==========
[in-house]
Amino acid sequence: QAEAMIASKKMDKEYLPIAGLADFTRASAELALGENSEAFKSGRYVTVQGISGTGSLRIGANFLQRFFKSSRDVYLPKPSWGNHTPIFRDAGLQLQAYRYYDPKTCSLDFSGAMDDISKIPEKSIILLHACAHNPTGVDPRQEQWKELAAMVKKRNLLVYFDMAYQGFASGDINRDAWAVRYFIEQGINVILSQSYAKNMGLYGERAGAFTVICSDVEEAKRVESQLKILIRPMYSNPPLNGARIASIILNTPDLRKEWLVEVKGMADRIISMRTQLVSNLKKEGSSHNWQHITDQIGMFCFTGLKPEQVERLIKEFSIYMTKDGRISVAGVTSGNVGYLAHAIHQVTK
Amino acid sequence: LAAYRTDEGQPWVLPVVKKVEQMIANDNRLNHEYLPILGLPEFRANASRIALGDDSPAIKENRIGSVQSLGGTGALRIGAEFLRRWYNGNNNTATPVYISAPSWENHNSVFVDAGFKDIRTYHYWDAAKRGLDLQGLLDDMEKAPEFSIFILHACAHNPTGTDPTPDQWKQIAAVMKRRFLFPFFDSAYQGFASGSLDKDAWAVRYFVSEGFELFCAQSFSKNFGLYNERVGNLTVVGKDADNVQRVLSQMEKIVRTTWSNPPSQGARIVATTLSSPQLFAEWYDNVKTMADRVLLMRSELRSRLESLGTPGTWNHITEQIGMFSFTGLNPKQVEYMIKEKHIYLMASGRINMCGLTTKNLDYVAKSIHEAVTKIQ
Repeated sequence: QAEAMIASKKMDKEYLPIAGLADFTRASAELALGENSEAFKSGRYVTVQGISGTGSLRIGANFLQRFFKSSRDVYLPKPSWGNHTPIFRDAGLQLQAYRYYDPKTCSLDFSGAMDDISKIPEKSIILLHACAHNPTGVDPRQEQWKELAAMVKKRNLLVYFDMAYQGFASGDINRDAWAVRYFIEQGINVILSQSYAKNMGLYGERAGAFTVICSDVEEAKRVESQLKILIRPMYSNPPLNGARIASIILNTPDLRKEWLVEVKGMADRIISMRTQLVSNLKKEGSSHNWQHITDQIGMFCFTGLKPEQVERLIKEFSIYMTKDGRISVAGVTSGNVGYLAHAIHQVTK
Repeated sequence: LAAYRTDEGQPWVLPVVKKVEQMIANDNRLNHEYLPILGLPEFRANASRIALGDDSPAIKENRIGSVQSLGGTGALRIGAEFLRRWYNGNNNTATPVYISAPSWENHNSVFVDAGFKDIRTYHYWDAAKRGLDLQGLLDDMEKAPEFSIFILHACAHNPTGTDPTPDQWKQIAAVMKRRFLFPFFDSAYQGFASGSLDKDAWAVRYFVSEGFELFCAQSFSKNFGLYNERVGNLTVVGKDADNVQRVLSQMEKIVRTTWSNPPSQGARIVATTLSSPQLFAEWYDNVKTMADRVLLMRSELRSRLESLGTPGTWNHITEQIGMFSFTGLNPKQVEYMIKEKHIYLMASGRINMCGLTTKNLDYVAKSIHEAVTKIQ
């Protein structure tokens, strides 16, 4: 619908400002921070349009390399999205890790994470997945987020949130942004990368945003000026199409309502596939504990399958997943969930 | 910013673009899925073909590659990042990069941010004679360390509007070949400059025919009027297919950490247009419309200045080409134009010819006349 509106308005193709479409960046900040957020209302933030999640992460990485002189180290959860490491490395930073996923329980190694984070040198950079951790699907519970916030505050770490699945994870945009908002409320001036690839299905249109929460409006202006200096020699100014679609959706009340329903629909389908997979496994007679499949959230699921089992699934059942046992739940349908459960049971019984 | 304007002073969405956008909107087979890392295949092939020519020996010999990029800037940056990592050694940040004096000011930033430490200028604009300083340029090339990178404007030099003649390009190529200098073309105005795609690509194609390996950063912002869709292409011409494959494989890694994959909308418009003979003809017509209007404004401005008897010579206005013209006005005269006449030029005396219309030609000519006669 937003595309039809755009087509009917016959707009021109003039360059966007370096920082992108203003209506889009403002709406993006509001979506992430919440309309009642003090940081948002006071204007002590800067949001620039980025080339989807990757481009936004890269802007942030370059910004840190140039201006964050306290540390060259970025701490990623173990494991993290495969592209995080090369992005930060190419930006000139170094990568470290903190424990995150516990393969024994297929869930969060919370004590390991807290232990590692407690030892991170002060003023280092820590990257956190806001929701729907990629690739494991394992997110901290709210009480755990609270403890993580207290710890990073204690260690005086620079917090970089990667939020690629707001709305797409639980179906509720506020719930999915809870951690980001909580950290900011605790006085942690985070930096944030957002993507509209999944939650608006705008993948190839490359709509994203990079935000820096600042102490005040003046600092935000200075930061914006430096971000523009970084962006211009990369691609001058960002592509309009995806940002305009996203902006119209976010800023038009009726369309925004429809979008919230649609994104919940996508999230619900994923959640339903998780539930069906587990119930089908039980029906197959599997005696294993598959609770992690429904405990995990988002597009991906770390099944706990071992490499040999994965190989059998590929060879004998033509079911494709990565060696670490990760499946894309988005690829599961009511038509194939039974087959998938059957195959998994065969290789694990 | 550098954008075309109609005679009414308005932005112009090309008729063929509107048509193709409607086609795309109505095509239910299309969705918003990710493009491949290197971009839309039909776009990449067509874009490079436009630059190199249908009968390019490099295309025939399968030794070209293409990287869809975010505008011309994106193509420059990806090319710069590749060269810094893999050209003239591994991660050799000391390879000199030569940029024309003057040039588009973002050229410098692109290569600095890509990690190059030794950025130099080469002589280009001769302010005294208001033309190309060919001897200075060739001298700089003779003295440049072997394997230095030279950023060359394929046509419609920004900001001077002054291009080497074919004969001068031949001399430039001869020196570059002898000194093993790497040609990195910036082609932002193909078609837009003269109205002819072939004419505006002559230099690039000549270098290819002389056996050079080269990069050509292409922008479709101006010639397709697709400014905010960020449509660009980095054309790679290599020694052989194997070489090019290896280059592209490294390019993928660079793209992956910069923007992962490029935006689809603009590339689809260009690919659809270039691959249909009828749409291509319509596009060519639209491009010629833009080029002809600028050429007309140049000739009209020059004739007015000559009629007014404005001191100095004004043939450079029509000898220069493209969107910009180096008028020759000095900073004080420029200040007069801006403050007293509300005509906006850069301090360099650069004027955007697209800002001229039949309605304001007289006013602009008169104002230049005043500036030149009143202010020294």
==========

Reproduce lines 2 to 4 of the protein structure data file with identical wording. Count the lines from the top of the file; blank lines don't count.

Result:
Amino acid sequence: QAEAMIASKKMDKEYLPIAGLADFTRASAELALGENSEAFKSGRYVTVQGISGTGSLRIGANFLQRFFKSSRDVYLPKPSWGNHTPIFRDAGLQLQAYRYYDPKTCSLDFSGAMDDISKIPEKSIILLHACAHNPTGVDPRQEQWKELAAMVKKRNLLVYFDMAYQGFASGDINRDAWAVRYFIEQGINVILSQSYAKNMGLYGERAGAFTVICSDVEEAKRVESQLKILIRPMYSNPPLNGARIASIILNTPDLRKEWLVEVKGMADRIISMRTQLVSNLKKEGSSHNWQHITDQIGMFCFTGLKPEQVERLIKEFSIYMTKDGRISVAGVTSGNVGYLAHAIHQVTK
Amino acid sequence: LAAYRTDEGQPWVLPVVKKVEQMIANDNRLNHEYLPILGLPEFRANASRIALGDDSPAIKENRIGSVQSLGGTGALRIGAEFLRRWYNGNNNTATPVYISAPSWENHNSVFVDAGFKDIRTYHYWDAAKRGLDLQGLLDDMEKAPEFSIFILHACAHNPTGTDPTPDQWKQIAAVMKRRFLFPFFDSAYQGFASGSLDKDAWAVRYFVSEGFELFCAQSFSKNFGLYNERVGNLTVVGKDADNVQRVLSQMEKIVRTTWSNPPSQGARIVATTLSSPQLFAEWYDNVKTMADRVLLMRSELRSRLESLGTPGTWNHITEQIGMFSFTGLNPKQVEYMIKEKHIYLMASGRINMCGLTTKNLDYVAKSIHEAVTKIQ
Repeated sequence: QAEAMIASKKMDKEYLPIAGLADFTRASAELALGENSEAFKSGRYVTVQGISGTGSLRIGANFLQRFFKSSRDVYLPKPSWGNHTPIFRDAGLQLQAYRYYDPKTCSLDFSGAMDDISKIPEKSIILLHACAHNPTGVDPRQEQWKELAAMVKKRNLLVYFDMAYQGFASGDINRDAWAVRYFIEQGINVILSQSYAKNMGLYGERAGAFTVICSDVEEAKRVESQLKILIRPMYSNPPLNGARIASIILNTPDLRKEWLVEVKGMADRIISMRTQLVSNLKKEGSSHNWQHITDQIGMFCFTGLKPEQVERLIKEFSIYMTKDGRISVAGVTSGNVGYLAHAIHQVTK